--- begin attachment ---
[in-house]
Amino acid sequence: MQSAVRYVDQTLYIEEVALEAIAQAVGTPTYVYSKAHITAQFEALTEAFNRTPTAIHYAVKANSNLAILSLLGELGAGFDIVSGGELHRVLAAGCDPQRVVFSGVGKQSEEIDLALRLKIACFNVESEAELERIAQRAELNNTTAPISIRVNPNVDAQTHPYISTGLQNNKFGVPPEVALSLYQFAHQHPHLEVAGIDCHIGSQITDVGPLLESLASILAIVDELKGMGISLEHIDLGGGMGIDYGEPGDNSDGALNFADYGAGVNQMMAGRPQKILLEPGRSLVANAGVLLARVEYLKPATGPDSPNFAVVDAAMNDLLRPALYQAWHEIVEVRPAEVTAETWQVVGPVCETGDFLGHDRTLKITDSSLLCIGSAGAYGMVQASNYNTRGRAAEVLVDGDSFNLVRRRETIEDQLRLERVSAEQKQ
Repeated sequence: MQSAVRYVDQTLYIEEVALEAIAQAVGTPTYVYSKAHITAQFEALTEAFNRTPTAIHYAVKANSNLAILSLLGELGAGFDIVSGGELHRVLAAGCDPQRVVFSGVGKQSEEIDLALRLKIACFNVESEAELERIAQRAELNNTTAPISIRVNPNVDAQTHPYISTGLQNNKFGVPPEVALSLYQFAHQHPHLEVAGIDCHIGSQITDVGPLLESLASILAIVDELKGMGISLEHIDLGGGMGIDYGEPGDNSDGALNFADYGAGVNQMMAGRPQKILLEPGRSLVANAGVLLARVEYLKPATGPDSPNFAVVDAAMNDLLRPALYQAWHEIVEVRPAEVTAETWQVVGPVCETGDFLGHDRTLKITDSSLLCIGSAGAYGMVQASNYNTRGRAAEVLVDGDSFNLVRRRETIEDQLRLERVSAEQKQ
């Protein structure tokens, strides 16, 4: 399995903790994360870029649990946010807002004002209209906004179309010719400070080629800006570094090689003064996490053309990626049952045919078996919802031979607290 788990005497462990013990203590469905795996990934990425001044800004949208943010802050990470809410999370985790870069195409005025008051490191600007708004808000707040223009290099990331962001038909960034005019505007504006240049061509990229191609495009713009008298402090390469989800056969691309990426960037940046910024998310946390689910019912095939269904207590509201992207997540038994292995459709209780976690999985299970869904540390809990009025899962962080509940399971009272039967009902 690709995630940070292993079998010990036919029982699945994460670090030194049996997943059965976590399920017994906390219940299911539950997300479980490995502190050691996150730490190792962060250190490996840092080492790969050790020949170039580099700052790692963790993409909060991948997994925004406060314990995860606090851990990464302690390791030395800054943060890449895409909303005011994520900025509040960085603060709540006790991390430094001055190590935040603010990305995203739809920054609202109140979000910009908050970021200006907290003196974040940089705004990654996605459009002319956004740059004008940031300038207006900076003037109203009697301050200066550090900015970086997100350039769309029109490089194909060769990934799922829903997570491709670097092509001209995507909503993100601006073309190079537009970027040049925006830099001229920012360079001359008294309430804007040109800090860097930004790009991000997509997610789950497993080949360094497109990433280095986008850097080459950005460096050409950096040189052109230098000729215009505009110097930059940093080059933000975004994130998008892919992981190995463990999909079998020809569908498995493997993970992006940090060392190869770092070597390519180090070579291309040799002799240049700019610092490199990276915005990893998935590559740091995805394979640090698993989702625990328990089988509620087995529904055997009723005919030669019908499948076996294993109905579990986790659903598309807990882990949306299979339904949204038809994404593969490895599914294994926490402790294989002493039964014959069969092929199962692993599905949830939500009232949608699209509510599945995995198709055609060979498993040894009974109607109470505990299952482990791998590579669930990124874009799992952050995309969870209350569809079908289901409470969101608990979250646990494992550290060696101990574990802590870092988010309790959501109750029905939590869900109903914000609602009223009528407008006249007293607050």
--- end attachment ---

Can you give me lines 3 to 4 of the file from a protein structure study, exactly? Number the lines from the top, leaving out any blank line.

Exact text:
Repeated sequence: MQSAVRYVDQTLYIEEVALEAIAQAVGTPTYVYSKAHITAQFEALTEAFNRTPTAIHYAVKANSNLAILSLLGELGAGFDIVSGGELHRVLAAGCDPQRVVFSGVGKQSEEIDLALRLKIACFNVESEAELERIAQRAELNNTTAPISIRVNPNVDAQTHPYISTGLQNNKFGVPPEVALSLYQFAHQHPHLEVAGIDCHIGSQITDVGPLLESLASILAIVDELKGMGISLEHIDLGGGMGIDYGEPGDNSDGALNFADYGAGVNQMMAGRPQKILLEPGRSLVANAGVLLARVEYLKPATGPDSPNFAVVDAAMNDLLRPALYQAWHEIVEVRPAEVTAETWQVVGPVCETGDFLGHDRTLKITDSSLLCIGSAGAYGMVQASNYNTRGRAAEVLVDGDSFNLVRRRETIEDQLRLERVSAEQKQ
């Protein structure tokens, strides 16, 4: 399995903790994360870029649990946010807002004002209209906004179309010719400070080629800006570094090689003064996490053309990626049952045919078996919802031979607290 788990005497462990013990203590469905795996990934990425001044800004949208943010802050990470809410999370985790870069195409005025008051490191600007708004808000707040223009290099990331962001038909960034005019505007504006240049061509990229191609495009713009008298402090390469989800056969691309990426960037940046910024998310946390689910019912095939269904207590509201992207997540038994292995459709209780976690999985299970869904540390809990009025899962962080509940399971009272039967009902 690709995630940070292993079998010990036919029982699945994460670090030194049996997943059965976590399920017994906390219940299911539950997300479980490995502190050691996150730490190792962060250190490996840092080492790969050790020949170039580099700052790692963790993409909060991948997994925004406060314990995860606090851990990464302690390791030395800054943060890449895409909303005011994520900025509040960085603060709540006790991390430094001055190590935040603010990305995203739809920054609202109140979000910009908050970021200006907290003196974040940089705004990654996605459009002319956004740059004008940031300038207006900076003037109203009697301050200066550090900015970086997100350039769309029109490089194909060769990934799922829903997570491709670097092509001209995507909503993100601006073309190079537009970027040049925006830099001229920012360079001359008294309430804007040109800090860097930004790009991000997509997610789950497993080949360094497109990433280095986008850097080459950005460096050409950096040189052109230098000729215009505009110097930059940093080059933000975004994130998008892919992981190995463990999909079998020809569908498995493997993970992006940090060392190869770092070597390519180090070579291309040799002799240049700019610092490199990276915005990893998935590559740091995805394979640090698993989702625990328990089988509620087995529904055997009723005919030669019908499948076996294993109905579990986790659903598309807990882990949306299979339904949204038809994404593969490895599914294994926490402790294989002493039964014959069969092929199962692993599905949830939500009232949608699209509510599945995995198709055609060979498993040894009974109607109470505990299952482990791998590579669930990124874009799992952050995309969870209350569809079908289901409470969101608990979250646990494992550290060696101990574990802590870092988010309790959501109750029905939590869900109903914000609602009223009528407008006249007293607050």